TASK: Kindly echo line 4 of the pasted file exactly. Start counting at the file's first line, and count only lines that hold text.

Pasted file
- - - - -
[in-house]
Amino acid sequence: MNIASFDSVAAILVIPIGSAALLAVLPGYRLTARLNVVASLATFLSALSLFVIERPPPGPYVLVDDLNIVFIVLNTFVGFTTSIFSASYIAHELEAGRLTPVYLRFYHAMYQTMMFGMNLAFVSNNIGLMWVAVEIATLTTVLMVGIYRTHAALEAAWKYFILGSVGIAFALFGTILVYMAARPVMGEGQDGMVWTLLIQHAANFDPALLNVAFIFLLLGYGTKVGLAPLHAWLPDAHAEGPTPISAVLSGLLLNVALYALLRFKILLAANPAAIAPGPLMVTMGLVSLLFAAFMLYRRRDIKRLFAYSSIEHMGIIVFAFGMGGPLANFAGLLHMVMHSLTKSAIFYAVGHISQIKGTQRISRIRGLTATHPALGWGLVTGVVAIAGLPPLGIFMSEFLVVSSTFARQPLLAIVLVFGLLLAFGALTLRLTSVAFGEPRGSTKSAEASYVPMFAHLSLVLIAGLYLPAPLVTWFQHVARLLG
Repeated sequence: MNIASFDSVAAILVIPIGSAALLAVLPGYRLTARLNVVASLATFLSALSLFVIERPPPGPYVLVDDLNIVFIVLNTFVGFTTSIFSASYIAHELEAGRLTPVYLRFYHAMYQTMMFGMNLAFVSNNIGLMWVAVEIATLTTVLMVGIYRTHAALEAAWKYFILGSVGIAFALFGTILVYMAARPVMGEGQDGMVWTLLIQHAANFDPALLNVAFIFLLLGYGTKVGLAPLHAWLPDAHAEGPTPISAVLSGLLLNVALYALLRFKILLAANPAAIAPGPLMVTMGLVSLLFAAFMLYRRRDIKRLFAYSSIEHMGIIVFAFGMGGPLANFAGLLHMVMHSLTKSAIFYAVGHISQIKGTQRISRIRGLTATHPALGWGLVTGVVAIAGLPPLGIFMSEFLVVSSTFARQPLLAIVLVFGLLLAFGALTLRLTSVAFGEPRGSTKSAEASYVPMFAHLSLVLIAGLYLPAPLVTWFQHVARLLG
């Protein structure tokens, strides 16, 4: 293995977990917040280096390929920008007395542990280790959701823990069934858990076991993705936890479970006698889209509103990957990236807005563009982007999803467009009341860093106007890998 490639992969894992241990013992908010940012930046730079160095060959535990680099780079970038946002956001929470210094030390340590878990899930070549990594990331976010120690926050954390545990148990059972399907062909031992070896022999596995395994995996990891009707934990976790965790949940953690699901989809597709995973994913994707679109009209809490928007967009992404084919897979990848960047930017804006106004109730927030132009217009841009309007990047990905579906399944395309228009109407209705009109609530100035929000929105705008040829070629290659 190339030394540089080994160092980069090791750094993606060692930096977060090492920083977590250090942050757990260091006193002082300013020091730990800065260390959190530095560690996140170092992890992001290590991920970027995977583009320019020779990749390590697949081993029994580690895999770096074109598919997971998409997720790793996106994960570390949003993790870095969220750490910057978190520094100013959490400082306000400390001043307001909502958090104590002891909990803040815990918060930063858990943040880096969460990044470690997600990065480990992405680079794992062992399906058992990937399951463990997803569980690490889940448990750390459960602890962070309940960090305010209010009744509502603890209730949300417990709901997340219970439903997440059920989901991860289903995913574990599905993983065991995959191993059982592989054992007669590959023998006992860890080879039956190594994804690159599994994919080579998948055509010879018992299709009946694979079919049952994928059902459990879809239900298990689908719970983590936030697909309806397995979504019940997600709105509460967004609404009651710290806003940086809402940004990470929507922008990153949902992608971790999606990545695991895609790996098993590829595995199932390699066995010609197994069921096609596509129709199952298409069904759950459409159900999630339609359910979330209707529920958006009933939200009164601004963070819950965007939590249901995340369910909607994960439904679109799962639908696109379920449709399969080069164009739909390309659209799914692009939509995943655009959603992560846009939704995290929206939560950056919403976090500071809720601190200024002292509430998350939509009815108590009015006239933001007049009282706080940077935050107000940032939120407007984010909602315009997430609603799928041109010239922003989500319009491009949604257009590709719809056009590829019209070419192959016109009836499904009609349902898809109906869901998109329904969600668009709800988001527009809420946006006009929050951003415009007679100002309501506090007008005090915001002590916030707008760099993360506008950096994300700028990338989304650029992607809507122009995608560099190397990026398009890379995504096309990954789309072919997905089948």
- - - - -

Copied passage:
């Protein structure tokens, strides 16, 4: 293995977990917040280096390929920008007395542990280790959701823990069934858990076991993705936890479970006698889209509103990957990236807005563009982007999803467009009341860093106007890998 490639992969894992241990013992908010940012930046730079160095060959535990680099780079970038946002956001929470210094030390340590878990899930070549990594990331976010120690926050954390545990148990059972399907062909031992070896022999596995395994995996990891009707934990976790965790949940953690699901989809597709995973994913994707679109009209809490928007967009992404084919897979990848960047930017804006106004109730927030132009217009841009309007990047990905579906399944395309228009109407209705009109609530100035929000929105705008040829070629290659 190339030394540089080994160092980069090791750094993606060692930096977060090492920083977590250090942050757990260091006193002082300013020091730990800065260390959190530095560690996140170092992890992001290590991920970027995977583009320019020779990749390590697949081993029994580690895999770096074109598919997971998409997720790793996106994960570390949003993790870095969220750490910057978190520094100013959490400082306000400390001043307001909502958090104590002891909990803040815990918060930063858990943040880096969460990044470690997600990065480990992405680079794992062992399906058992990937399951463990997803569980690490889940448990750390459960602890962070309940960090305010209010009744509502603890209730949300417990709901997340219970439903997440059920989901991860289903995913574990599905993983065991995959191993059982592989054992007669590959023998006992860890080879039956190594994804690159599994994919080579998948055509010879018992299709009946694979079919049952994928059902459990879809239900298990689908719970983590936030697909309806397995979504019940997600709105509460967004609404009651710290806003940086809402940004990470929507922008990153949902992608971790999606990545695991895609790996098993590829595995199932390699066995010609197994069921096609596509129709199952298409069904759950459409159900999630339609359910979330209707529920958006009933939200009164601004963070819950965007939590249901995340369910909607994960439904679109799962639908696109379920449709399969080069164009739909390309659209799914692009939509995943655009959603992560846009939704995290929206939560950056919403976090500071809720601190200024002292509430998350939509009815108590009015006239933001007049009282706080940077935050107000940032939120407007984010909602315009997430609603799928041109010239922003989500319009491009949604257009590709719809056009590829019209070419192959016109009836499904009609349902898809109906869901998109329904969600668009709800988001527009809420946006006009929050951003415009007679100002309501506090007008005090915001002590916030707008760099993360506008950096994300700028990338989304650029992607809507122009995608560099190397990026398009890379995504096309990954789309072919997905089948």